The sum of all interest payments made on a loan over a certain time period.
Cumulative interest is sometimes used as a measure of loan economics to determine which loan is most economical. However, cumulative interest alone does not account for other important factors such as initial loan costs (if those costs are paid out of pocket as opposed to being rolled into the loan’s balance) and the time value of money (different rates of interest over the life of different loans can lead to savings early in the life of one loan that can offset higher interest rates later in the life of that loan).
Compound interest arises when interest is added to the principal, so that from that moment on, the interest that has been added also itself earns interest. This addition of interest to the principal is called compounding. A bank account, for example, may have its interest compounded every year: in this case, an account with $1000 initial principal and 20% interest per year would have a balance of $1200 at the end of the first year, $1440 at the end of the second year, and so on.
In order to define an interest rate fully, and enable one to compare it with other interest rates, the interest rate and the compounding frequency must be disclosed. Since most people prefer to think of rates as a yearly percentage, many governments require financial institutions to disclose the equivalent yearly compounded interest rate on deposits or advances. For instance the yearly rate for a loan with 1% interest per month is approximately 12. 68% per annum (1.01^12). This equivalent yearly rate may be referred to as annual percentage rate (APR), annual equivalent rate (AER), annual percentage yield, effective interest rate, effective annual rate, and by other terms. When a fee is charged up front to obtain a loan, APR usually counts that cost as well as the compound interest in converting to the equivalent rate. These government requirements assist consumers to compare the actual costs of borrowing more easily.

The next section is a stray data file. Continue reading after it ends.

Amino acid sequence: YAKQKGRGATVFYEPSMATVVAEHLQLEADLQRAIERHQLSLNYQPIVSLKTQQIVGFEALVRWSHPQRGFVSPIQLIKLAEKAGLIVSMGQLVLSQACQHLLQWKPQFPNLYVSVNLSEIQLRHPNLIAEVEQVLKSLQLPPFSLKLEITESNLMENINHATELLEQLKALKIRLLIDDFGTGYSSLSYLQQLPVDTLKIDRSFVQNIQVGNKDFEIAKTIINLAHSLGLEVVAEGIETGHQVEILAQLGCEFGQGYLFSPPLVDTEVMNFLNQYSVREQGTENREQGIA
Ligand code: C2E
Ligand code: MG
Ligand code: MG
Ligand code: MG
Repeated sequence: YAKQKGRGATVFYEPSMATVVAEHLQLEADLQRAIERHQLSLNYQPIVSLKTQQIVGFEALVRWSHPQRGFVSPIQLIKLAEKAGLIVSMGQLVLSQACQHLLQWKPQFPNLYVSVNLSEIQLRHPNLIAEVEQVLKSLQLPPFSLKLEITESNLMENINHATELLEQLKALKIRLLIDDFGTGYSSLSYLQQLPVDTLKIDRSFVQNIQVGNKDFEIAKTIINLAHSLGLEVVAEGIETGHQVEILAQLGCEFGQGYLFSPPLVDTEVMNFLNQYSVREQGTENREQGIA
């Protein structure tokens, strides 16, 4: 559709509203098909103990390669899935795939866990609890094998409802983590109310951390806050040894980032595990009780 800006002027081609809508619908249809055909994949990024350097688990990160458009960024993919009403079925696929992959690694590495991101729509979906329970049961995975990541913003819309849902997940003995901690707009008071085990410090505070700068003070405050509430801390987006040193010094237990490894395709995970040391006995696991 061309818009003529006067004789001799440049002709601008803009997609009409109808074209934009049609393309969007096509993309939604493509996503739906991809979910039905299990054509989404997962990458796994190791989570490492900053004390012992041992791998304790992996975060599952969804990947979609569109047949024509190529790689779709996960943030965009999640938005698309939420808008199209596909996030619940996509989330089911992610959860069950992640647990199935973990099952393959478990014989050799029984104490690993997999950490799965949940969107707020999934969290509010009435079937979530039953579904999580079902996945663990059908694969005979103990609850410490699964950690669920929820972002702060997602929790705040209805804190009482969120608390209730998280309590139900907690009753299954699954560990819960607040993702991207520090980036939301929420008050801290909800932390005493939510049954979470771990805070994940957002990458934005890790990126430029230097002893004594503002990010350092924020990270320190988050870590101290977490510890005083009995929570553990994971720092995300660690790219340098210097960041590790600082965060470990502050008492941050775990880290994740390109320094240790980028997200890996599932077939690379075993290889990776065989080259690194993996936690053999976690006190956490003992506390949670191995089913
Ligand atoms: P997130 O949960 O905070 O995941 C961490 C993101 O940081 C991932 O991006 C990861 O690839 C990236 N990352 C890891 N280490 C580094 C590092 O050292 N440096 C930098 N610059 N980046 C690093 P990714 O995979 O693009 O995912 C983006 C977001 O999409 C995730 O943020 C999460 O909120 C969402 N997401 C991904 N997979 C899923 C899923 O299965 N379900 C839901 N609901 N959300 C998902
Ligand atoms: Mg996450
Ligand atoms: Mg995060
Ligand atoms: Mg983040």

For any given interest rate and compounding frequency, an “equivalent” rate for any different compounding frequency exists.
Compound interest may be contrasted with simple interest, where interest is not added to the principal (there is no compounding). Compound interest is standard in finance and economics, and simple interest is used infrequently (although certain financial products may contain elements of simple interest).
The effect of compounding depends on the frequency with which interest is compounded and the periodic interest rate which is applied. Therefore, in order to define accurately the amount to be paid under a legal contract with interest, the frequency of compounding (yearly, half-yearly, quarterly, monthly, daily, etc. ) and the interest rate must be specified. Different conventions may be used from country to country, but in finance and economics the following usages are common:
Periodic rate: the interest that is charged (and subsequently compounded) for each period, divided by the amount of the principal. The periodic rate is used primarily for calculations, and is rarely used for comparison. The nominal annual rate or nominal interest rate is defined as the periodic rate multiplied by the number of compounding periods per year. For example, a monthly rate of 1% is equivalent to an annual nominal interest of 12%.
Effective annual rate: this reflects the effective rate as if annual compounding were applied: in other words it is the total accumulated interest that would be payable up to the end of one year, divided by the principal.
Economists generally prefer to use effective annual rates to allow for comparability. In finance and commerce, the nominal annual rate may however be the one quoted instead. When quoted together with the compounding frequency, a loan with a given nominal annual rate is fully specified (the effect of interest for a given loan scenario can be precisely determined), but the nominal rate cannot be directly compared with loans that have a different compounding frequency.
Loans and finance may have other “non-interest” charges, and the terms above do not attempt to capture these differences. Other terms such as annual percentage rate and annual percentage yield may have specific legal definitions and may or may not be comparable, depending on the jurisdiction.
The use of the terms above (and other similar terms) may be inconsistent, and vary according to local custom or marketing demands, for simplicity or for other reasons.
* US and Canadian T-Bills (short term Government debt) have a different convention. Their interest is calculated as (100 ? P)/Pbnm, where P is the price paid. Instead of normalizing it to a year, the interest is prorated by the number of days t: (365/t)